Ohio Fights in Court to Uphold Law Banning Abortions on Babies With Down Syndrome

State   Micaiah Bilger   Mar 11, 2020   |   5:15PM    Columbus, Ohio

An Ohio case that could determine if states may protect unborn babies from discrimination went before the Sixth Circuit Court of Appeals on Wednesday.

The Wall Street Journal reports the full Sixth Circuit heard arguments about the 2017 Ohio law, which bans abortionists from doing discriminatory abortions on unborn babies with Down syndrome. It also bans sex-selection abortions and abortions because of the baby’s race.

A judge with close ties to Planned Parenthood blocked enforcement of the law after the ACLU of Ohio, the Preterm-Cleveland abortion facility and other abortion groups sued. In October, a Sixth Circuit panel upheld the judge’s block, but later the full court agreed to hear an appeal.

On Wednesday, attorneys for Ohio told the Sixth Circuit judges that the law is constitutional because it bans doctors from doing abortions for discriminatory reasons, the AP reports.

Here’s more from the report:

The Trump Justice Department took the state of Ohio’s side in the case in January, writing, “Nothing in Ohio’s law creates a substantial obstacle to women obtaining an abortion.”

Opponents, meanwhile, call the law an illegal “reason ban.” They say it undercuts the woman’s independent decision-making by attempting to get into her mind, or prevent her from speaking freely with her doctor, as she makes an abortion decision.

Stephanie Ranade Krider, executive director of Ohio Right to Life, expressed optimism about the court’s ruling.

“This would be a huge win for the cause of life in Ohio and beyond: a federal court affirming what we already know – that discriminatory abortions have no place in Ohio – could positively impact other states’ legislative protections for people with Down Syndrome,” Krider said.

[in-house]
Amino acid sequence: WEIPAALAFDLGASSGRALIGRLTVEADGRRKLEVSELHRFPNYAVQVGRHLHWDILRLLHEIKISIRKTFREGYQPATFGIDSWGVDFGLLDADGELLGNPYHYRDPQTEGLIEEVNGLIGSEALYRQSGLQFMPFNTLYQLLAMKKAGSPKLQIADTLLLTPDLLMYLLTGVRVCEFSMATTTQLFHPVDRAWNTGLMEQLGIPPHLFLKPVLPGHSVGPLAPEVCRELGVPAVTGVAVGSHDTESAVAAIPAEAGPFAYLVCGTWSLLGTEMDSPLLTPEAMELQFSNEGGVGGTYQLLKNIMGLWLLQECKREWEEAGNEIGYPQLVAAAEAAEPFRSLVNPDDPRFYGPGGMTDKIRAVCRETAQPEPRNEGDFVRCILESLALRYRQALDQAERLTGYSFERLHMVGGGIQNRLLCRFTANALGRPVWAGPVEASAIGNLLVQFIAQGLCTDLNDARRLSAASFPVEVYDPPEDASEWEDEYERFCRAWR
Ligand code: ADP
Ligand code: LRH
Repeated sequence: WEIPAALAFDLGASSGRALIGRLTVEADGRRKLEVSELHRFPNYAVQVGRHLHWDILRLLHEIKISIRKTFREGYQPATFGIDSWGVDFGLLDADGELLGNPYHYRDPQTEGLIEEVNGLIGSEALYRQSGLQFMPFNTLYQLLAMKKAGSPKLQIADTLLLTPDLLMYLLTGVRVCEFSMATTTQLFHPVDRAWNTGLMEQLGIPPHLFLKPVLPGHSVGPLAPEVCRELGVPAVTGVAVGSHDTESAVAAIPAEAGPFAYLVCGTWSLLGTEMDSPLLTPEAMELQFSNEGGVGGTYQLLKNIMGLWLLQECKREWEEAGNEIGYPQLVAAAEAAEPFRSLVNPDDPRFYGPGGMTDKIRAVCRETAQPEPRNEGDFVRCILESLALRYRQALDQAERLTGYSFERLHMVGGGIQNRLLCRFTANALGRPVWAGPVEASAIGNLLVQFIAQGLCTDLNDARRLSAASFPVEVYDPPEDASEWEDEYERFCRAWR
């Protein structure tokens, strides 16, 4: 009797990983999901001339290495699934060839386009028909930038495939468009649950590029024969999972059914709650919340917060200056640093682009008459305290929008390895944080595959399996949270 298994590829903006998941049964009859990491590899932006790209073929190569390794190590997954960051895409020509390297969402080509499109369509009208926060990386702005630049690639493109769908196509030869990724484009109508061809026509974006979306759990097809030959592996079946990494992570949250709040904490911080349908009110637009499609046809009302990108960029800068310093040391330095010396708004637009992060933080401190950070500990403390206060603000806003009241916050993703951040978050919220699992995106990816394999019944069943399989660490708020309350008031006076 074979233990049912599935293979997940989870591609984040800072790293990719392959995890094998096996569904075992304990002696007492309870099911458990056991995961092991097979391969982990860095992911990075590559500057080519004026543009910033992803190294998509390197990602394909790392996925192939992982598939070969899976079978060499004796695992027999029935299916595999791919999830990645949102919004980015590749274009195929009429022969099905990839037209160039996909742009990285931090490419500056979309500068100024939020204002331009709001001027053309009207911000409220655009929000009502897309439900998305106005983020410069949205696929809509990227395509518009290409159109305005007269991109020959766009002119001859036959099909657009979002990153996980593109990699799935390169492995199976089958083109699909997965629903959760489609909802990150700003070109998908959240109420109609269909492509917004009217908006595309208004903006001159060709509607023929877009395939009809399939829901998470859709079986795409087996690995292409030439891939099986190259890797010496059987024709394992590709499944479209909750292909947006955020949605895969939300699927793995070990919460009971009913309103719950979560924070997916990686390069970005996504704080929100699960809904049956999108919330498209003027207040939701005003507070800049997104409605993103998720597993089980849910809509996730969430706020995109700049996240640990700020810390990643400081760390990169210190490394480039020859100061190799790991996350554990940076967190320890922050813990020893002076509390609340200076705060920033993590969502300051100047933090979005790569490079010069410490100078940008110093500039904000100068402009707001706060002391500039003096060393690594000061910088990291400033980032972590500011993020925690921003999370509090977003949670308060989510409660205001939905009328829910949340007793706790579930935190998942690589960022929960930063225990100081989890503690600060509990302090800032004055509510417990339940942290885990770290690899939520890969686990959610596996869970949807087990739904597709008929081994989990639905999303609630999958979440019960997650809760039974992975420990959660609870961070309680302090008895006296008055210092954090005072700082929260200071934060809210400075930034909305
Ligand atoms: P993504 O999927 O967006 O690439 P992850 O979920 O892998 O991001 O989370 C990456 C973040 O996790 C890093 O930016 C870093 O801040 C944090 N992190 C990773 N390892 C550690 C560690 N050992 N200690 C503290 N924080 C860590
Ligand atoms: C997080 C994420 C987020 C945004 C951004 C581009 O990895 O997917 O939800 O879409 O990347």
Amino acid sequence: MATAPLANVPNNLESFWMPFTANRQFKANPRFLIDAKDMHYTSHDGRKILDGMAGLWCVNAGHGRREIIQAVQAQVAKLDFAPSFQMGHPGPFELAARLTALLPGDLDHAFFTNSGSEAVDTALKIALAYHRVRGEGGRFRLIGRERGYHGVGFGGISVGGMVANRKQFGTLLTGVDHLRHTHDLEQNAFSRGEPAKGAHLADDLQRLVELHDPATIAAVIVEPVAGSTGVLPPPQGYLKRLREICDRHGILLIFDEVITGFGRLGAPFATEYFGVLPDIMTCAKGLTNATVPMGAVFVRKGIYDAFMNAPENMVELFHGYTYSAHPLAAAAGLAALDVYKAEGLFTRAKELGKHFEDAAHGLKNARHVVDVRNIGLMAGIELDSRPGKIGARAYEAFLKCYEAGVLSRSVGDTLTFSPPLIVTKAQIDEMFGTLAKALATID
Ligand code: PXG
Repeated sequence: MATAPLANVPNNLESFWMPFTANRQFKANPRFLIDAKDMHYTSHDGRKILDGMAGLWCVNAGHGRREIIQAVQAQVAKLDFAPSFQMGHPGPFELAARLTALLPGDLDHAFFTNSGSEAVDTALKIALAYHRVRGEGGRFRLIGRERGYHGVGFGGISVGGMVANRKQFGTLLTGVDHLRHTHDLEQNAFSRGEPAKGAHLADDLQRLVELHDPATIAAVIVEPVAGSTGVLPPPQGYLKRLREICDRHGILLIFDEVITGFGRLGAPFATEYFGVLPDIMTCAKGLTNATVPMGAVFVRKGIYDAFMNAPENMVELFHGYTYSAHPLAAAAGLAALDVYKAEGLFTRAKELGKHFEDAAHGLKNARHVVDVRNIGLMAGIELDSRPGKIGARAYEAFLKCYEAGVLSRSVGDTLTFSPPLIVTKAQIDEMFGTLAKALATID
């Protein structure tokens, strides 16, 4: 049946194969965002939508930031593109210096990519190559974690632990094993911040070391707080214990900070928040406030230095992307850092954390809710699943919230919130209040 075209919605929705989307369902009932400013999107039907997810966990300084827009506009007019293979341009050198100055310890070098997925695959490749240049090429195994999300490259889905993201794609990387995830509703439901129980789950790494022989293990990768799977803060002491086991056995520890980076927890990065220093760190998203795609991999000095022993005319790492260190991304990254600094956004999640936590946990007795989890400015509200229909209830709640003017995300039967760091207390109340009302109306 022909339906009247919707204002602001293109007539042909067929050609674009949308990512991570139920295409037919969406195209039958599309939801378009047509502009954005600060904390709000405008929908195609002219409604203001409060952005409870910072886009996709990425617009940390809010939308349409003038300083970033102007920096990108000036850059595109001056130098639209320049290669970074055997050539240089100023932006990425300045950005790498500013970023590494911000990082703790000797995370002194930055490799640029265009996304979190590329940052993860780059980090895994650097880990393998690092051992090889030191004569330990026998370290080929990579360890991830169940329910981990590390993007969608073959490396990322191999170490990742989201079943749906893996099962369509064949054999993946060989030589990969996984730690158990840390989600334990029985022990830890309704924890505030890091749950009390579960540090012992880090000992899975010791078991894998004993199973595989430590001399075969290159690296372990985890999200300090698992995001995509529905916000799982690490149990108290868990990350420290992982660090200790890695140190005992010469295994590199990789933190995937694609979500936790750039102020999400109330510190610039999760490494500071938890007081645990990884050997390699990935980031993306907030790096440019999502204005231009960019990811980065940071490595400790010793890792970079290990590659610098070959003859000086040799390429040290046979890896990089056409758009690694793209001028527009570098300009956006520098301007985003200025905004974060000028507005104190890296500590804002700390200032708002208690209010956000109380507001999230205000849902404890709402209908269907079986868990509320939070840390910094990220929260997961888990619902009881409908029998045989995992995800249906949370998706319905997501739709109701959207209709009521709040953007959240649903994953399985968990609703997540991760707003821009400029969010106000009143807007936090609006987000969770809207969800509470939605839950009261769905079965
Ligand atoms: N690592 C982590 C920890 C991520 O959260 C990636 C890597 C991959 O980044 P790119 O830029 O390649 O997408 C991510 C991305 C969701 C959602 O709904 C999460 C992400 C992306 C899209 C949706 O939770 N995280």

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Pro-life leaders also felt renewed hope in 2019 when U.S. Supreme Court Justice Clarence Thomas wrote about a similar Indiana law. Thomas said the Indiana law and “other laws like it promote a State’s compelling interest in preventing abortion from becoming a tool of modern-day eugenics.”

Judge Alice Moore Batchelder, who was on the Sixth Circuit panel that heard the case last year, also supported the law. In her decision in October, she argued that the law should be upheld to prevent the deliberate targeting of children with disabilities. She cited the U.S. Supreme Court ruling Buck vs. Bell, which allowed for forced sterilization in order to prevent “socially inadequate offspring.”

“The eugenicist impulse on display in Buck, and amplified in its aftermath, is no mere relic of history. Today, many countries celebrate the use of abortion to cleanse their populations of babies whom some would view—ignorantly—as sapping the strength of society,” Batchelder wrote.

Lately, prominent pro-abortion groups, including NARAL and Planned Parenthood, have been arguing openly that abortions are ok for any reason, including discrimination and sex-selection.

EVERY reason to have an abortion is a valid reason,” Colleen McNicholas, a Planned Parenthood abortionist, told the AP in 2019 when Missouri passed a law that bans sex-selection and Down syndrome-based abortions.

If upheld, these laws could protect thousands of unborn babies from abortion every year. Unborn babies with Down syndrome are targeted for abortions at astronomical rates. Many believe sex-selection abortions also occur in the U.S., though data is limited.

A CBS News report shocked the nation with its exposure of the discriminatory abortion trend. According to the report, nearly 100 percent of unborn babies who test positive for Down syndrome are aborted in Iceland. The rate in France was 77 percent in 2015, 90 percent in the United Kingdom and 67 percent in the United States between 1995 and 2011, according to CBS.

North Dakota, Missouri and Indiana also passed laws to protect unborn babies with Down syndrome from discriminatory abortions. However, in 2019, the U.S. Supreme Court refused to hear an appeal to lift a block on the Indiana law. A judge also recently blocked the Missouri law.